Apr. 10, 2023 By Bill Parry
With less than three months to go until the Democratic primary, the race for Queens district attorney is heating up.
On Monday, challenger George Grasso rallied on the steps of Borough Hall Monday. The retired judge from Douglaston received endorsements from 11 law enforcement organizations and community members after officially filing more than 9,500 signatures from Queens residents to appear on the Democratic primary ballot — more than double the number needed.
“The women and men who have put their faith in me to be Queens district attorney know what it takes to make our streets safe for every New Yorker,” Grasso said. “I was proud to serve with many of them in the NYPD as we achieved record levels of crime reductions and public safety decades ago.”
The rally occurred just days after Queens District Attorney Melinda Katz filed nearly 23,000 signatures to secure her place on the ballot for her re-election after she received several endorsements from Congress members Gregory Meeks and Grace Meng, as well as multiple unions including 1199SEIU, SEIU 32BJ, 1199SEIU, the Retail, Wholesale and Department Store Union (RWDSU), the New York City Building and Construction Trades Council, and the New York State Court Officers Association, among others.
“When I took office, I made a promise to the people of Queens that we would make this office the most effective it can be, we would work day and night to keep our communities safe and we would be able to improve the fairness of our criminal justice system,” Katz said. “Since then, we’re taken down gangs and gotten countless guns off our streets. We’ve created new units to address domestic violence and crimes against immigrants. And we’ve created a Conviction Integrity Unit which has helped nearly 100 people who were wrongfully convicted.”
The incumbent said submitting 22,767 Democratic petition signatures, five times the number required, is a sure sign her re-election bid is building momentum. Katz took office in 2020 “in the most turbulent of times,” just months ahead of the COVID-19 pandemic.
“This is hard work and serious work, but it’s very gratifying work and I am honored by the faith people continue to put in our office,” Katz said. “The fact that so many people signed these petitions reflects the effective work my office has done on these issues, and the fact that people want us to keep doing it.”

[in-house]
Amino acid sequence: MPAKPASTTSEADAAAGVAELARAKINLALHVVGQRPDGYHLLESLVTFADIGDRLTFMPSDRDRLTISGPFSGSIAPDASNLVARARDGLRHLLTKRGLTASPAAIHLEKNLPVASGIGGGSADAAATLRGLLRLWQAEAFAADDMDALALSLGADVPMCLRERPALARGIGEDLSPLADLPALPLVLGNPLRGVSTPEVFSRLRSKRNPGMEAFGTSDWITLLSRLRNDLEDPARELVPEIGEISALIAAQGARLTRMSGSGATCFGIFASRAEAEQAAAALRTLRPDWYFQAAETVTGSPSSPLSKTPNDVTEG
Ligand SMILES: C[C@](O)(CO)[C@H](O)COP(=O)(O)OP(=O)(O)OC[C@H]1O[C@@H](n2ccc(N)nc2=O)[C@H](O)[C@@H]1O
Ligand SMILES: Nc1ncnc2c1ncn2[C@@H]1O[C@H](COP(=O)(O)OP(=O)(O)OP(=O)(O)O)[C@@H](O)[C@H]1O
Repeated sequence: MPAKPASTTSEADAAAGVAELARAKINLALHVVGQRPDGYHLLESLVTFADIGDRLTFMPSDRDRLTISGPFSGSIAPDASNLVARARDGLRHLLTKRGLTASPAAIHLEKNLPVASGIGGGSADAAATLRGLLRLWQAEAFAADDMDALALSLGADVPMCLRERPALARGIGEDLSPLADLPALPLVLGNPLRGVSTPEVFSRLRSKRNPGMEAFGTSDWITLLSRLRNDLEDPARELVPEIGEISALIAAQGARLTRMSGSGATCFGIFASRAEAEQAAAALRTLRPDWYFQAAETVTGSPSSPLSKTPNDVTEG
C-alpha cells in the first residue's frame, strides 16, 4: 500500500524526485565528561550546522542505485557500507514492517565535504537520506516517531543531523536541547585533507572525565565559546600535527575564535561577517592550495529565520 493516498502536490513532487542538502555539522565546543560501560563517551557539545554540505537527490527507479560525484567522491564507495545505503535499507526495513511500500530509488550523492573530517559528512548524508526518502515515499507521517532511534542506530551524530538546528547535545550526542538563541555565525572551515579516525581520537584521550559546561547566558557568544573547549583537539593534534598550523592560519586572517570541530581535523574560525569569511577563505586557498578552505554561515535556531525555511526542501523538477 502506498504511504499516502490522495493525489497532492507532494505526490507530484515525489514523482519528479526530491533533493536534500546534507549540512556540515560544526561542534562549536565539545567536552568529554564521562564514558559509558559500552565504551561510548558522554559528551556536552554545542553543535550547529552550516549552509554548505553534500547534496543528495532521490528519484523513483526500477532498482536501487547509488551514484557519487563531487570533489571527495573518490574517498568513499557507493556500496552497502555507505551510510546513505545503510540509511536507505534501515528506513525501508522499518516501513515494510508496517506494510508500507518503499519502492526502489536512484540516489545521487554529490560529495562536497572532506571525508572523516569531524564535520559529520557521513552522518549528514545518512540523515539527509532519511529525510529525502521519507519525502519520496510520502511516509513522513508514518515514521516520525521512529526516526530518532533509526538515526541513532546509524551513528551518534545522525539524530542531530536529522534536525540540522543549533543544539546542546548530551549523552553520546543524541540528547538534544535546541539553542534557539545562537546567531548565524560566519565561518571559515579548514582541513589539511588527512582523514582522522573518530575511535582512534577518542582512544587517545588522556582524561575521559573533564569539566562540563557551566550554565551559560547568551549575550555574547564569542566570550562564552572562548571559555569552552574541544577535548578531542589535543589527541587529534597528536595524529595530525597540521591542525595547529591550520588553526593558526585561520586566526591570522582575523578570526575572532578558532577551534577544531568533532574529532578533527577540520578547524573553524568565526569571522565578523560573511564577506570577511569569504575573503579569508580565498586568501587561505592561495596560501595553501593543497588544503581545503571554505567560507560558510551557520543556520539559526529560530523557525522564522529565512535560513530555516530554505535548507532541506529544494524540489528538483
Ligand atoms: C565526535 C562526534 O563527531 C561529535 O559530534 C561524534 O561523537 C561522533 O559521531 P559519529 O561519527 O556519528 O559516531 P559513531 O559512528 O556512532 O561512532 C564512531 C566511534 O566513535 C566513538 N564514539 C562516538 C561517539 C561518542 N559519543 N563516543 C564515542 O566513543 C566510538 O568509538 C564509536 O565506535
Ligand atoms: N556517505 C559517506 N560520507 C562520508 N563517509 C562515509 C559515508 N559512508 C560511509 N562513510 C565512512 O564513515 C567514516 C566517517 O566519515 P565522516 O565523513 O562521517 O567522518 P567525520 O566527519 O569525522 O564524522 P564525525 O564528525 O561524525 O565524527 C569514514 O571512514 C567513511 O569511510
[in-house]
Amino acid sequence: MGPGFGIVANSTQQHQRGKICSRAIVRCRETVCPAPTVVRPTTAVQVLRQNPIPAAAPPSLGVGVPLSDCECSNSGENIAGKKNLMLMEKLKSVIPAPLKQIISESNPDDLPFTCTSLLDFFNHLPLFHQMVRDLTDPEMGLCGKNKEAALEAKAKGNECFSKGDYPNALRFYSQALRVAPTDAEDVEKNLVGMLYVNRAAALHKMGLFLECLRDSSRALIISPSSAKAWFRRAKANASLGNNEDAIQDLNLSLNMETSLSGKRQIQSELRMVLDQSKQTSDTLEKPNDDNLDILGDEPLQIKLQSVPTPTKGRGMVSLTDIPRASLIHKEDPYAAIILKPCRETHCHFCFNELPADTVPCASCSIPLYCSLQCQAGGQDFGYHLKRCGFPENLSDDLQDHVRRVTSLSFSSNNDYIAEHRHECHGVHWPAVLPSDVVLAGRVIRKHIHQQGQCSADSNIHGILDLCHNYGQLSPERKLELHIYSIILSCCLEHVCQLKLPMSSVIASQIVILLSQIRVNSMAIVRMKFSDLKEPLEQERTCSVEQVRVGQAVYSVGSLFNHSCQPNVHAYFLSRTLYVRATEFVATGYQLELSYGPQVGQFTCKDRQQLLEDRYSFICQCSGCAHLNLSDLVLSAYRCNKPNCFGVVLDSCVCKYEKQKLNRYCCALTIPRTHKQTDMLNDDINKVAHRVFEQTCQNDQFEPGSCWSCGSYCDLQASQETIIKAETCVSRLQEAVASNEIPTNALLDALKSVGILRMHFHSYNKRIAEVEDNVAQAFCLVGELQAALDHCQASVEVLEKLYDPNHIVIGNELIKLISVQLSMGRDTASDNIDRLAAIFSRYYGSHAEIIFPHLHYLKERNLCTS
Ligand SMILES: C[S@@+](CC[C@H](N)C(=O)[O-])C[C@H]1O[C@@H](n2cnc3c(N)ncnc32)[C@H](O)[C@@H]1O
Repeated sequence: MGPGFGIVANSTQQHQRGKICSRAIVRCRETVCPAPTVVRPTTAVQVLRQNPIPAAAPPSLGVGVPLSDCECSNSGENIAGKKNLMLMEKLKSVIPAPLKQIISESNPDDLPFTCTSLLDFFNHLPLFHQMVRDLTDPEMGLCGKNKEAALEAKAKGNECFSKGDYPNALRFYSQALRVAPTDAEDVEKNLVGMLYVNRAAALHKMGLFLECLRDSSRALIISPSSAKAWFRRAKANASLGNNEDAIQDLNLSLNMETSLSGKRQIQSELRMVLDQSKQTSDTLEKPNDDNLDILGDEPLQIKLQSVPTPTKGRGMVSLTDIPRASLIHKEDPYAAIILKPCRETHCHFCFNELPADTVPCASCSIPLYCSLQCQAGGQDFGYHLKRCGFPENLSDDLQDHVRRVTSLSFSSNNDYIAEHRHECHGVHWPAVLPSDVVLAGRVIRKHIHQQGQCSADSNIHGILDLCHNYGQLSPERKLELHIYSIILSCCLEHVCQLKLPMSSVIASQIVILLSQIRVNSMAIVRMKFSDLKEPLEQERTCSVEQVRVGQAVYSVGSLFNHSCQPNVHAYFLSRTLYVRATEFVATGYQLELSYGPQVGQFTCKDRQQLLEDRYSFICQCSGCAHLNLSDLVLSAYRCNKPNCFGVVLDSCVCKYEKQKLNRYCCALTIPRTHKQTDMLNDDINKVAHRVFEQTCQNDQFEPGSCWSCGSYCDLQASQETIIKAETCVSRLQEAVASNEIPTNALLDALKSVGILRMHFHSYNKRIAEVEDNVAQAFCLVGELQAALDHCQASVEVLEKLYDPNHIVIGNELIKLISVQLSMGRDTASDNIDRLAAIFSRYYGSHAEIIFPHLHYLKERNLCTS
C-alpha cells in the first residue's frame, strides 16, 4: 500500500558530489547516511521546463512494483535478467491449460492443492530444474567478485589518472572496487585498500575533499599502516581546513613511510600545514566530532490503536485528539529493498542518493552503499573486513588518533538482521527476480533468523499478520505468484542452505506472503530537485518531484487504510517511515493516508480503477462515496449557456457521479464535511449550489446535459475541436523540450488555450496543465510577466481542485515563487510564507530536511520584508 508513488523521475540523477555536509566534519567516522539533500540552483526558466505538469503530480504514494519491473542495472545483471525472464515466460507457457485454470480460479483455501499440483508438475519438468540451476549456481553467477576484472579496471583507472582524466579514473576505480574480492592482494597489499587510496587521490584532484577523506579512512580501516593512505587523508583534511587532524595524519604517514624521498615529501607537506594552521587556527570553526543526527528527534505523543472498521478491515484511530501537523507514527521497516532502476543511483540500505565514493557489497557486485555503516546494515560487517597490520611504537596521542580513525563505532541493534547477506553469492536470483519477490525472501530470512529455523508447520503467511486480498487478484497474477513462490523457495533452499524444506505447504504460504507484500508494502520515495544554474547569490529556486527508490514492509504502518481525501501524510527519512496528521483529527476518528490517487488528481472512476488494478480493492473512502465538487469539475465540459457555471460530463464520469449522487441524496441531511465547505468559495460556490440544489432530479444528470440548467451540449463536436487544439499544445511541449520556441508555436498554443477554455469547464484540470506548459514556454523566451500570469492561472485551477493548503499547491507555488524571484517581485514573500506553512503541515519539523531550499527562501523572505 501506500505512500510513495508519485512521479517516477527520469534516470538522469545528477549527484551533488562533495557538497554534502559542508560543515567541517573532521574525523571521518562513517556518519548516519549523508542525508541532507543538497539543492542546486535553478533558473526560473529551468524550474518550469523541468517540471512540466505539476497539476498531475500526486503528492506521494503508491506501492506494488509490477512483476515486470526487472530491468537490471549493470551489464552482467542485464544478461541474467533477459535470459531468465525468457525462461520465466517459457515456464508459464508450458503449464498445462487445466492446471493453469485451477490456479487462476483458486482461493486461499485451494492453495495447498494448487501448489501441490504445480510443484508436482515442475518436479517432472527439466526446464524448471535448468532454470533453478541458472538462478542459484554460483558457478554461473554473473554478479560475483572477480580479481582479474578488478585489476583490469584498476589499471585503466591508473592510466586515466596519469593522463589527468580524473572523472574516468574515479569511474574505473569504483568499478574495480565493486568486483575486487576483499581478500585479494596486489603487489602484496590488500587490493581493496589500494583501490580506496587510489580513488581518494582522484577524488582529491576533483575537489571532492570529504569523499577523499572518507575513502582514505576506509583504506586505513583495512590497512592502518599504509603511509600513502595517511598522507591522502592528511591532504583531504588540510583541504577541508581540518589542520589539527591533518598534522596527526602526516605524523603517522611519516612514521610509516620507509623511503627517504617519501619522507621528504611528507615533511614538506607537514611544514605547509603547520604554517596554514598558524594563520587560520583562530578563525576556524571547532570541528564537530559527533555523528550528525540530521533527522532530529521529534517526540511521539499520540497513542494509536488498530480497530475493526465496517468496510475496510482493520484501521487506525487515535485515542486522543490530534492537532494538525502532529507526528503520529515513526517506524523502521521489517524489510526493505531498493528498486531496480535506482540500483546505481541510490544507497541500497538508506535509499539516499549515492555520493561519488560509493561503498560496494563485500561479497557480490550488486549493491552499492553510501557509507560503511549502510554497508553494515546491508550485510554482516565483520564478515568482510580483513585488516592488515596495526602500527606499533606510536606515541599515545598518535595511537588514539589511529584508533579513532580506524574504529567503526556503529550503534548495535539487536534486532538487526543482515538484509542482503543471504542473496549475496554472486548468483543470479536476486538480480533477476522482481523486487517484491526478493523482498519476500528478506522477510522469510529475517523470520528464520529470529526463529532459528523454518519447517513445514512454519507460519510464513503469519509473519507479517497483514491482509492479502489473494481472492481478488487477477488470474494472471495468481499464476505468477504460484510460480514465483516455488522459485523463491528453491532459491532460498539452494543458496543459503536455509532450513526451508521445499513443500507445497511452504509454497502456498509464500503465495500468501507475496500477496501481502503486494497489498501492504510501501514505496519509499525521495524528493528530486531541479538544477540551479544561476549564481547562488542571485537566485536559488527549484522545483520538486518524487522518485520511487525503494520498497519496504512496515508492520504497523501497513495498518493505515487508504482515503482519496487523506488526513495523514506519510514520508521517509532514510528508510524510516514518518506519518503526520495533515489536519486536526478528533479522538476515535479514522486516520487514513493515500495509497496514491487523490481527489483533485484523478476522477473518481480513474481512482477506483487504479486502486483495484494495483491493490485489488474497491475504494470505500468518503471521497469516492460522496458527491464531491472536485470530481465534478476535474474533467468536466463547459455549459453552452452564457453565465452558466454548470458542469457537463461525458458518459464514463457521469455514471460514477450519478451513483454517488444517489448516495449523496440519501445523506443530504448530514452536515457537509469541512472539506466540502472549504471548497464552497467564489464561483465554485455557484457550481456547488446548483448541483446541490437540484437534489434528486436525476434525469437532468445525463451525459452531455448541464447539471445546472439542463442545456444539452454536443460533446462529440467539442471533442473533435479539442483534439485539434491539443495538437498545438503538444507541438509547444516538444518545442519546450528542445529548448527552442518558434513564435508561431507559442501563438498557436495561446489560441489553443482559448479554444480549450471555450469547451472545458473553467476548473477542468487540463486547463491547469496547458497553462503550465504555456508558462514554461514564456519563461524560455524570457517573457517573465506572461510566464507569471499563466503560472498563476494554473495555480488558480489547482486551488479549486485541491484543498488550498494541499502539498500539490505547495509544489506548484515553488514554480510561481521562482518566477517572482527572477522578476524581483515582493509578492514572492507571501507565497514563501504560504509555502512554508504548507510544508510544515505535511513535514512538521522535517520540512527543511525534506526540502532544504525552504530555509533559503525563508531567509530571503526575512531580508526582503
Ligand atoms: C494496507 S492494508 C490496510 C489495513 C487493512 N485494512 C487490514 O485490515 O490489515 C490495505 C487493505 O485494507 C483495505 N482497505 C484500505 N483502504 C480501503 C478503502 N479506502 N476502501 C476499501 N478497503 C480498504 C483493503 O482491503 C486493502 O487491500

Grasso was the administrative judge of Queens Supreme Court, Criminal Term, when he retired in August to run for district attorney with two years left on his term. Before joining the judiciary, Grasso spent more than three decades in the NYPD rising through the ranks from a beat cop in Queens to the executive level where he would become the first deputy police commissioner. He launched his campaign in October listening to Queens residents about their public safety concerns.
“As current District Attorney Melinda Katz continues to refuse to even recognize the historic crime increases across the borough, it is abundantly clear that she has no plan to combat the growing crisis,” Grasso said. “This is unacceptable. The opportunity for true public safety and justice throughout our city is now.”
He often presents current NYPD CompStat figures that are compared to data two years ago that shows a 126% rise in major crimes in the 109th Precinct in Flushing, a 122% increase in the 111th Precinct in Bayside and 91% increase in major crimes in the 110th Precinct in Elmhurst.
“The membership of the NYPD Retired Lieutenants Association overwhelmingly voted to endorse Judge George Grasso for Queens District Attorney. Members of our association worked hard for many years to save lives and protect every resident here in Queens,” said Michelle Schaefer, president of the Retired Lieutenants Association. “Crime has been going in the wrong direction over the past few years. Judge Grasso understands the criminal justice system at many levels. He is committed to once again enforcing the rule of law to make Queens a safer place to live, work, travel, and visit.”
Eugene Lowery, President Emeritus of the Glen Oaks-based New York 10-13 Association, said Grasso is a well-respected figure in the borough.
“Judge George Grasso is not new to the Queens community,” Lowery said. “He lives in Queens, worked as a beat cop in Queens, and went to school in Queens — earning degrees from York College and St. John’s Law School. Judge Grasso is recognized for his honesty, integrity, and victim advocacy. As Queens District Attorney, residents will have no greater partner in ensuring public safety.”
Other law enforcement organizations endorsing Grasso included the Retired Sergeants Association, NYC Retired Transit Police Officers Association, the Retired Police Association of New York State and the Superior Officer Association Retired. The Democratic primary is scheduled for June 27.
“Rarely in politics does a candidate come forth with exactly the training, experience, and education required for the position at that time,” said Gurpal Singh, of the Singh Law Firm of Richmond Hill. “Judge George Grasso is temperamentally the right person with the precise pedigree needed for Queens District Attorney. There probably has never been a more qualified person to run for this position. His resume speaks for itself and his voice speaks for the people of Queens.”